A Vow to Be Nicer Online

This week I turn twenty-seven. As we have now entered my birthday month, I am entitled to do what I want and say what I want and build my own soapbox to stand on. Those are the rules of birthday months.

Last week out of one part boredom and one part shameless curiosity, I searched my name on Google. The usual sites came up: this blog and other places online featuring my writing. Then I came across a stranger’s blog that had an entire post about a short story I wrote and how much this person loved it. It was one of those rare beautiful moments that happen in a writer’s life, when you discover someone appreciates your writing and talks it up not because they are a friend or family member who is invested in you as a person, but because they have a genuine interest in the work. I was so elated by this discovery that I sent the link to my father and beamed for a while after.

Then the universe balanced itself and I found another blog with an entire post dedicated to an article I wrote about transitioning to writing young adult fiction from literary fiction. The author of the post made me out to be some condescending literary snob trying out a type of writing that was beneath me. I immediately wanted to write a defense in the comments section of this person’s blog. “Stop being mean to me!” “You don’t know me!” “A lot of background information was cut from the article for word count.” I wanted to explain myself to someone I don’t know, to tell her that she misread me. I wasn’t talking down to people who read YA; I was explaining my personal journey from writing short stories to writing YA. But then I realized that after this person there would simply be another who had something against me, and so on through Twitter, personal blogs, and anywhere else online where people air out their grievances.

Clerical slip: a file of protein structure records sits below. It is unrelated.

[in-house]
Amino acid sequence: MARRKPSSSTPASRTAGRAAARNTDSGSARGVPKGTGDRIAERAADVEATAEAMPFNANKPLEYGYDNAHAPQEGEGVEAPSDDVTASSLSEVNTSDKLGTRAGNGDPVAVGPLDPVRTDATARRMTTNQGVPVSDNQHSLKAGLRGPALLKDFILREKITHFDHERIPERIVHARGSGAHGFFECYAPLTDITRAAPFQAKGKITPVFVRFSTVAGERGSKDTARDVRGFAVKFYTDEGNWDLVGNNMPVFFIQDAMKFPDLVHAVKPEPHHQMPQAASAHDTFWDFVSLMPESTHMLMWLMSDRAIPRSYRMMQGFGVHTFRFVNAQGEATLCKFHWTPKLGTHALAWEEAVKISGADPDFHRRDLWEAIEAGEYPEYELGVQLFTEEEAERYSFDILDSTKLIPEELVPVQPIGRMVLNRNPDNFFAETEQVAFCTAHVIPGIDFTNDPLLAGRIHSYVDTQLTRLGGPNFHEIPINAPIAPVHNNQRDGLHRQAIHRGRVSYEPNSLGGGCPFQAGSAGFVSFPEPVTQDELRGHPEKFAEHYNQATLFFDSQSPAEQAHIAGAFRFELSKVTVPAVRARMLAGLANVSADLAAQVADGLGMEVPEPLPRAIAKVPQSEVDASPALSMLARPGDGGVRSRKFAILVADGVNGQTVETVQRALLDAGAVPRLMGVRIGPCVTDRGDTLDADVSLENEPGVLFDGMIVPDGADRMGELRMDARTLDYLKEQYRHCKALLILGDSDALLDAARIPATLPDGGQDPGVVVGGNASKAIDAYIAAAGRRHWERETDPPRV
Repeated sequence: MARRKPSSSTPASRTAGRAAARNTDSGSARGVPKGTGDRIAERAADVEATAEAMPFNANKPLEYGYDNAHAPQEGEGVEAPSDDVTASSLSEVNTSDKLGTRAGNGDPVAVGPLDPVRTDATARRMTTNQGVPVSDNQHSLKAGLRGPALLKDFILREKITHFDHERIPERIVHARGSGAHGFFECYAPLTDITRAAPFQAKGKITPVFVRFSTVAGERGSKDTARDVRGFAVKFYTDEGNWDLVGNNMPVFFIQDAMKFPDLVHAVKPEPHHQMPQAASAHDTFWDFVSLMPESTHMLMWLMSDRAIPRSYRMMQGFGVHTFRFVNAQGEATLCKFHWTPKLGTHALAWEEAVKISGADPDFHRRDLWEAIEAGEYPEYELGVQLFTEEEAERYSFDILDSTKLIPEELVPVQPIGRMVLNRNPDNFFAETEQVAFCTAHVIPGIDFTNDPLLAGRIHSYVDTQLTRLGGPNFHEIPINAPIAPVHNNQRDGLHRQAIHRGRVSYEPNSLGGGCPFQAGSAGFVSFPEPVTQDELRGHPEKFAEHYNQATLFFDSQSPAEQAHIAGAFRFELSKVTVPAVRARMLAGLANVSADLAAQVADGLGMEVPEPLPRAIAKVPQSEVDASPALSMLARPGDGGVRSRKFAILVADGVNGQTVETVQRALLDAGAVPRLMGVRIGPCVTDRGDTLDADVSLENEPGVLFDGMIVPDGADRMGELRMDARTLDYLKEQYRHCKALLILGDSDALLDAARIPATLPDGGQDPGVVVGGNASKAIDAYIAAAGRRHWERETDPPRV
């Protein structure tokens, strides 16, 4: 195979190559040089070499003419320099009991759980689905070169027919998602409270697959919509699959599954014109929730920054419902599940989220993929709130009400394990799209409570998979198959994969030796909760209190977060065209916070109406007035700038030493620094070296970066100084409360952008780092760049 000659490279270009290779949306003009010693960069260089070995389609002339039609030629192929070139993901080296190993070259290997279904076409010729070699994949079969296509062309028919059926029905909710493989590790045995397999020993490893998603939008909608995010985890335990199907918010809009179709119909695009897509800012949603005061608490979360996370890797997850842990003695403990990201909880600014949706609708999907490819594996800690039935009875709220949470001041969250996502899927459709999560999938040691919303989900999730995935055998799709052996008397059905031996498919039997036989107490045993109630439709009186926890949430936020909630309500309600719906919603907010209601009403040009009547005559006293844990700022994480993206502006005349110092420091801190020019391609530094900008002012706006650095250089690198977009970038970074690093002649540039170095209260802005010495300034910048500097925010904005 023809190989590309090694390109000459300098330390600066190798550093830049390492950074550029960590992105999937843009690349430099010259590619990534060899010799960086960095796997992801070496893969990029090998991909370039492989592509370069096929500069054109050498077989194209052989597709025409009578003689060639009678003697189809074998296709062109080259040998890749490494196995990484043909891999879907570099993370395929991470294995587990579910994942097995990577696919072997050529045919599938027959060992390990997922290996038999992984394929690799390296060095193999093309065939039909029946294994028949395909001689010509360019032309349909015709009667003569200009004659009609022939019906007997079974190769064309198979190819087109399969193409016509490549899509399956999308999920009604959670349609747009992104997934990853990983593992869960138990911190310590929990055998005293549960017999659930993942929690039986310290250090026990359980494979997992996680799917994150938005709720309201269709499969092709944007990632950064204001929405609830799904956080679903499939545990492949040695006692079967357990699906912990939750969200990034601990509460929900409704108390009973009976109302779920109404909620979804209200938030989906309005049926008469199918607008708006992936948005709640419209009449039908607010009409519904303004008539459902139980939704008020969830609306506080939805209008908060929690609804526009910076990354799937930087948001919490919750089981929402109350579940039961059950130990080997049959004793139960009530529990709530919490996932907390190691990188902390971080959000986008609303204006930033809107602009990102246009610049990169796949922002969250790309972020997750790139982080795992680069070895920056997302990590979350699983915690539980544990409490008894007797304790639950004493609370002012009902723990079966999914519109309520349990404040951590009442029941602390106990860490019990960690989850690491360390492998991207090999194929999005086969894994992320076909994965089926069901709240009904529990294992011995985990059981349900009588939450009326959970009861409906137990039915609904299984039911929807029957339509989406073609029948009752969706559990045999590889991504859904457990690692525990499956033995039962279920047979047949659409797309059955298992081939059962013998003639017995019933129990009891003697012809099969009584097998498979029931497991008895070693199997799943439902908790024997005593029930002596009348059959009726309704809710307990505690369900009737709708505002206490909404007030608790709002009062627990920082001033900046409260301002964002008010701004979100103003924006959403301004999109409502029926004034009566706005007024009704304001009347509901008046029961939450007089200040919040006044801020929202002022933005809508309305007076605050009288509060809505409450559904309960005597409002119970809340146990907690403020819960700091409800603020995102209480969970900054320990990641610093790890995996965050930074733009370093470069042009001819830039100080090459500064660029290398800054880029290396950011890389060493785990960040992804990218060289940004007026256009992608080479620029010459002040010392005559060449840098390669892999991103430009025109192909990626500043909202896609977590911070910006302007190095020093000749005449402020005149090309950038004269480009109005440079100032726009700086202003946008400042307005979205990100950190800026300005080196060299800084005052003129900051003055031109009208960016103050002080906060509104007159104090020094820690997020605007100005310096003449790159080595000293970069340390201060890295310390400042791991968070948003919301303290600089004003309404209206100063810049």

When I thought beyond this, entering into that hopeful place where I imagine myself with a book deal and more people reading my work, I realized that with more success, there will only be more backlash. The internet is a breeding ground for criticism, blind hatefulness, and trolling. If I try to defend myself against one person, I’ll have to defend myself against them all, and this is an exhausting task that takes away from what I really want to do, which is simply to write.

Have you ever noticed that it's usually women who tear each other down on these websites for women? It seems counter-intuitive and counter-productive for this to occur on websites that promote communities for women writers. As women writers, don't we have it hard enough with the institutional sexism in place in traditional publishing? Come on, let's work together!

Have you ever noticed that it’s usually women who tear each other down on these websites designed for women writers? It seems counter-intuitive and counter-productive for this to occur on websites that promote communities for women writers. As women writers, don’t we have it hard enough with the institutional sexism in place in traditional publishing? Come on, let’s work together!

So here I am, on the cusp of twenty-seven and attempting to navigate what it means for me to be an adult and a “working writer,” and I am faced with this obstacle of accepting criticism and moving past it. I can’t force people to like me or my writing. But there is one thing I can do, that I can make as a promise to myself as I enter another year of my life. Just because I have the opportunity to say mean things about people online, doesn’t mean I will take advantage of it. What you say online doesn’t go away. Good or bad, your words are archived forever. I would rather be remembered for my stories than for what message I left on someone’s comments section.

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